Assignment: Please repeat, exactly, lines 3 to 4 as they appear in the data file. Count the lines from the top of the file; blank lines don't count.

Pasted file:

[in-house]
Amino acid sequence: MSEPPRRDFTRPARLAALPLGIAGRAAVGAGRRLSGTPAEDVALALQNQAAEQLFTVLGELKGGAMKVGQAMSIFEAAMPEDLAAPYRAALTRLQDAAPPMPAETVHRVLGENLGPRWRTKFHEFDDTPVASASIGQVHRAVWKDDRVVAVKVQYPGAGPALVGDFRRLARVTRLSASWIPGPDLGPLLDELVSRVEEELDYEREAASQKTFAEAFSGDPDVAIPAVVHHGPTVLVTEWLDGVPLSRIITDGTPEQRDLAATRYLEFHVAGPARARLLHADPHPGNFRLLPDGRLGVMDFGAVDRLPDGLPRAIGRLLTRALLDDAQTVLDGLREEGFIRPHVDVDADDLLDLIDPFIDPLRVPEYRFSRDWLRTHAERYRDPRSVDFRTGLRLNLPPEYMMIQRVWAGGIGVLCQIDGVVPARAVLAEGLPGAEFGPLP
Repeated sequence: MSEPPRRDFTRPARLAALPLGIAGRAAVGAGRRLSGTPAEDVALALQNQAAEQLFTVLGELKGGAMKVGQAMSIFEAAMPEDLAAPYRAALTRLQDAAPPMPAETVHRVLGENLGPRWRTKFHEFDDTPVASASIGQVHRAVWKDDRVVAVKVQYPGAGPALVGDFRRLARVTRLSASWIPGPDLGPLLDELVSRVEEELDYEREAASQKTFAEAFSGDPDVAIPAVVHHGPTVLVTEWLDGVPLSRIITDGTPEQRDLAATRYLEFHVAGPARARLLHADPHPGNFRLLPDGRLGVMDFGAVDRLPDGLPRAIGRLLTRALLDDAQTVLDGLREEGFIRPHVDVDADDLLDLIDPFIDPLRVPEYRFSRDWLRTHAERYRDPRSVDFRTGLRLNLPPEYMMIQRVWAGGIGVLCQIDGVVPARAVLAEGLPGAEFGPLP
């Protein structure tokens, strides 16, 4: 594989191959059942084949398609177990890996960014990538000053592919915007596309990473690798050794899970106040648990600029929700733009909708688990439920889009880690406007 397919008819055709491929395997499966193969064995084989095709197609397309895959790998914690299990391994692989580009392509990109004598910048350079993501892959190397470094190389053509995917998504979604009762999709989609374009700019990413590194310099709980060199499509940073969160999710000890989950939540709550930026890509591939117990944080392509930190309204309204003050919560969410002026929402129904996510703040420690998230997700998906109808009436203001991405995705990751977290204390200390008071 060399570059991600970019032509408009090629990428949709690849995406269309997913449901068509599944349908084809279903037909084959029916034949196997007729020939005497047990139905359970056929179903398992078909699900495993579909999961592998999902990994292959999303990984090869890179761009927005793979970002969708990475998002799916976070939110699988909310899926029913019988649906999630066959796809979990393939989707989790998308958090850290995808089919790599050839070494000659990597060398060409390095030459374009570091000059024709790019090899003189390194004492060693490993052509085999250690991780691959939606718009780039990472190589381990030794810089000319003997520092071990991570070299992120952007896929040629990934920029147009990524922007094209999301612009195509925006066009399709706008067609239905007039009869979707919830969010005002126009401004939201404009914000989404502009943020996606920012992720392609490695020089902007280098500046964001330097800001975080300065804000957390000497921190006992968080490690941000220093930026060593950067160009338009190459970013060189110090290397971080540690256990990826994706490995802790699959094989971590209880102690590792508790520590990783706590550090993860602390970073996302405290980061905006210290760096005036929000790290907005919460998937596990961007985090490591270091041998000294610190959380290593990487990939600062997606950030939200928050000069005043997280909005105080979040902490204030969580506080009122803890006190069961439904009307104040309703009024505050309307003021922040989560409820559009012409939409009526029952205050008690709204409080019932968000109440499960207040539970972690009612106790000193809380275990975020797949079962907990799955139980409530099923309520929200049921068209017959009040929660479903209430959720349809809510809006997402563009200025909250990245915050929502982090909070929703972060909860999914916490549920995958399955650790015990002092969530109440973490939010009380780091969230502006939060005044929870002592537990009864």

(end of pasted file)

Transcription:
Repeated sequence: MSEPPRRDFTRPARLAALPLGIAGRAAVGAGRRLSGTPAEDVALALQNQAAEQLFTVLGELKGGAMKVGQAMSIFEAAMPEDLAAPYRAALTRLQDAAPPMPAETVHRVLGENLGPRWRTKFHEFDDTPVASASIGQVHRAVWKDDRVVAVKVQYPGAGPALVGDFRRLARVTRLSASWIPGPDLGPLLDELVSRVEEELDYEREAASQKTFAEAFSGDPDVAIPAVVHHGPTVLVTEWLDGVPLSRIITDGTPEQRDLAATRYLEFHVAGPARARLLHADPHPGNFRLLPDGRLGVMDFGAVDRLPDGLPRAIGRLLTRALLDDAQTVLDGLREEGFIRPHVDVDADDLLDLIDPFIDPLRVPEYRFSRDWLRTHAERYRDPRSVDFRTGLRLNLPPEYMMIQRVWAGGIGVLCQIDGVVPARAVLAEGLPGAEFGPLP
């Protein structure tokens, strides 16, 4: 594989191959059942084949398609177990890996960014990538000053592919915007596309990473690798050794899970106040648990600029929700733009909708688990439920889009880690406007 397919008819055709491929395997499966193969064995084989095709197609397309895959790998914690299990391994692989580009392509990109004598910048350079993501892959190397470094190389053509995917998504979604009762999709989609374009700019990413590194310099709980060199499509940073969160999710000890989950939540709550930026890509591939117990944080392509930190309204309204003050919560969410002026929402129904996510703040420690998230997700998906109808009436203001991405995705990751977290204390200390008071 060399570059991600970019032509408009090629990428949709690849995406269309997913449901068509599944349908084809279903037909084959029916034949196997007729020939005497047990139905359970056929179903398992078909699900495993579909999961592998999902990994292959999303990984090869890179761009927005793979970002969708990475998002799916976070939110699988909310899926029913019988649906999630066959796809979990393939989707989790998308958090850290995808089919790599050839070494000659990597060398060409390095030459374009570091000059024709790019090899003189390194004492060693490993052509085999250690991780691959939606718009780039990472190589381990030794810089000319003997520092071990991570070299992120952007896929040629990934920029147009990524922007094209999301612009195509925006066009399709706008067609239905007039009869979707919830969010005002126009401004939201404009914000989404502009943020996606920012992720392609490695020089902007280098500046964001330097800001975080300065804000957390000497921190006992968080490690941000220093930026060593950067160009338009190459970013060189110090290397971080540690256990990826994706490995802790699959094989971590209880102690590792508790520590990783706590550090993860602390970073996302405290980061905006210290760096005036929000790290907005919460998937596990961007985090490591270091041998000294610190959380290593990487990939600062997606950030939200928050000069005043997280909005105080979040902490204030969580506080009122803890006190069961439904009307104040309703009024505050309307003021922040989560409820559009012409939409009526029952205050008690709204409080019932968000109440499960207040539970972690009612106790000193809380275990975020797949079962907990799955139980409530099923309520929200049921068209017959009040929660479903209430959720349809809510809006997402563009200025909250990245915050929502982090909070929703972060909860999914916490549920995958399955650790015990002092969530109440973490939010009380780091969230502006939060005044929870002592537990009864």